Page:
CASE IN POINT by Dean Ed Vincent Albano | Invocation of nationality principle; not absolute

Conveniently invoking the nationality principle is erroneous. Such principle, found under Article 15 of the Civil Code, is not an absolute and unbending rule. In fact, the mere existence of Paragraph 2 of Article 26 is a testament that the State may provide for an exception thereto. Moreover, blind adherence to the nationality principle must be disallowed if it would cause unjust discrimination and oppression to certain classes of individuals whose rights are equally protected by law. The courts have the duty to enforce the laws of divorce as written by the Legislature only if they are constitutional (See Barretto Gonzales v. Gonzales, 58 Phil. 67, 72 [1933], as cited in Tenchavez v. Escaño, et al., supra).

A prohibitive view of Paragraph 2 of Article 26 would do more harm than good. If We disallow a Filipino citizen who initiated and obtained a foreign divorce from the coverage of Paragraph 2 of Article 26 and still require him or her to first avail of the existing “mechanisms” under the Family Cod, any subsequent relationship that he or she would enter in the meantime shall be considered as illicit in the eyes of the Philippine law. Worse, any child born out of such “extra-marital” affair has to suffer the stigma of being branded as illegitimate. Surely, these are just but a few of the adverse consequences, not only to the parent but also to the child, if We are to hold a restrictive interpretation of the subject provision. The irony is that the principle of inviolability of marriage under Section 2, Article XV of the Constitution is meant to be tilted in favor of marriage and against unions not formalized by marriage, but without denying State protection and assistance to live-in arrangements or to families formed according to indigenous customs (Rep. v. Manalo,).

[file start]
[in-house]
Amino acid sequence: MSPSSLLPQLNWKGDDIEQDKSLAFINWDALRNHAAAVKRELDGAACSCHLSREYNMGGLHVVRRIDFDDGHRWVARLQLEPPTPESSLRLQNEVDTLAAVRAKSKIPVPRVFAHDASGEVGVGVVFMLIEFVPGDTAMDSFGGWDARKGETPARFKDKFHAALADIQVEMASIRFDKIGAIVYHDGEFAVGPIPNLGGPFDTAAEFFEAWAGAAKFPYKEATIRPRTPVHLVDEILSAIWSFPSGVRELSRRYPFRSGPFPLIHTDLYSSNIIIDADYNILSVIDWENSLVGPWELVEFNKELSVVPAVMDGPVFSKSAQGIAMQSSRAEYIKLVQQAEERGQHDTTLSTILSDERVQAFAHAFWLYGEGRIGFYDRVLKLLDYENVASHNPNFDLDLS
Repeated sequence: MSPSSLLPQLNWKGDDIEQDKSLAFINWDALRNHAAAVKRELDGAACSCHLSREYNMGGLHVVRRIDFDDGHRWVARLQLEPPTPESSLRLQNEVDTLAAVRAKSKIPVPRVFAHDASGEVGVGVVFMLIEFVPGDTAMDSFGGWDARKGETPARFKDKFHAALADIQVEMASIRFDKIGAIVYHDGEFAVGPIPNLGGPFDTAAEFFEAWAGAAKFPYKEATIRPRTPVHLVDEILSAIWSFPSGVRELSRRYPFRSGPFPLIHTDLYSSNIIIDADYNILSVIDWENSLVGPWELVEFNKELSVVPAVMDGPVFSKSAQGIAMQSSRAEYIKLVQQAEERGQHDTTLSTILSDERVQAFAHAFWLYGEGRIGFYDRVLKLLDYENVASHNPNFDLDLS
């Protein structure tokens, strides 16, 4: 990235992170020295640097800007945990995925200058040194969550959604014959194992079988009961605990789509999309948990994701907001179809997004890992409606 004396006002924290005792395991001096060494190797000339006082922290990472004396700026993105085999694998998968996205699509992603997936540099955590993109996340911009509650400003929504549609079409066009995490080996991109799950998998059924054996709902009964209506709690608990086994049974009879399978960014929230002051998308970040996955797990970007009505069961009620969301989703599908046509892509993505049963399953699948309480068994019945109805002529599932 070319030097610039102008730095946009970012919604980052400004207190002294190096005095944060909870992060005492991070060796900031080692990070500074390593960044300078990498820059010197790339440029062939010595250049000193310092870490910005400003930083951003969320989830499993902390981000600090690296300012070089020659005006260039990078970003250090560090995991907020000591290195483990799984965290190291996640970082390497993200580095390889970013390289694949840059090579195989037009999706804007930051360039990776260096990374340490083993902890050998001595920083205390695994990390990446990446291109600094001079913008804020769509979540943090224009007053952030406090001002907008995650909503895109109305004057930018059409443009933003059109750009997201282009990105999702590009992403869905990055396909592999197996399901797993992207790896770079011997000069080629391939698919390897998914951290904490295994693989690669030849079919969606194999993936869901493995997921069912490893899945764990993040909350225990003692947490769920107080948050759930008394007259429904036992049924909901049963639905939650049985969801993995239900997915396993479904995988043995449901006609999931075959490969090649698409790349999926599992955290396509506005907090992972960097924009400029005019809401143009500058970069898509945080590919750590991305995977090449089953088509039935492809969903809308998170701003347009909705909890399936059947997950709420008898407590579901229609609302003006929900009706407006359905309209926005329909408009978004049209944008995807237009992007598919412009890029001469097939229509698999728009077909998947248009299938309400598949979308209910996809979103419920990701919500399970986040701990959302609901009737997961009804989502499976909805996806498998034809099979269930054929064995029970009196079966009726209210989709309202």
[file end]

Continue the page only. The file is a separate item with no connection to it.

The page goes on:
Dean Albano is the proprietor & Bar Review Director of Albano Bar Review Center.